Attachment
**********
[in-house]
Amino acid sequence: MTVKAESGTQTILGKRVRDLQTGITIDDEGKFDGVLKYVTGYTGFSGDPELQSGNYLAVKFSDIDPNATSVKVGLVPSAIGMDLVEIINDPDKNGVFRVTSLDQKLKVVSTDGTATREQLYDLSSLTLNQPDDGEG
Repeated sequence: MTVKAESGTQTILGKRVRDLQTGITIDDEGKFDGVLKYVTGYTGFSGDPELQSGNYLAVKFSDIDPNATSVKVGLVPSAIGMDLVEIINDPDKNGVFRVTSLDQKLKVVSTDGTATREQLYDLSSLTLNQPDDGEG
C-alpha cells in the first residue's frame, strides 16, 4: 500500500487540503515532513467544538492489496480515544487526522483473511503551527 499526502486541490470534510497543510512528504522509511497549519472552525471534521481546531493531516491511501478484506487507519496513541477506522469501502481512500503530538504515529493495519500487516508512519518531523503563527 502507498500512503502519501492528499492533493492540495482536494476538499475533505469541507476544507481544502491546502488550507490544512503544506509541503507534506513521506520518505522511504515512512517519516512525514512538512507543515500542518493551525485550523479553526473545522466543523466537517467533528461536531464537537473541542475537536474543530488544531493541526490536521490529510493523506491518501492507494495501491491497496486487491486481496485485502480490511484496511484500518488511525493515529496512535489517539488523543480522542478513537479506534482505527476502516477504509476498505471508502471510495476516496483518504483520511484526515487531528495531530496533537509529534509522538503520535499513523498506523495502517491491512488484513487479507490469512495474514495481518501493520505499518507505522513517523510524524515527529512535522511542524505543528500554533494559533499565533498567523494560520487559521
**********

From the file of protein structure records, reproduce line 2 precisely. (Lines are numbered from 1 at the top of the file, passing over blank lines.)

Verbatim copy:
Amino acid sequence: MTVKAESGTQTILGKRVRDLQTGITIDDEGKFDGVLKYVTGYTGFSGDPELQSGNYLAVKFSDIDPNATSVKVGLVPSAIGMDLVEIINDPDKNGVFRVTSLDQKLKVVSTDGTATREQLYDLSSLTLNQPDDGEG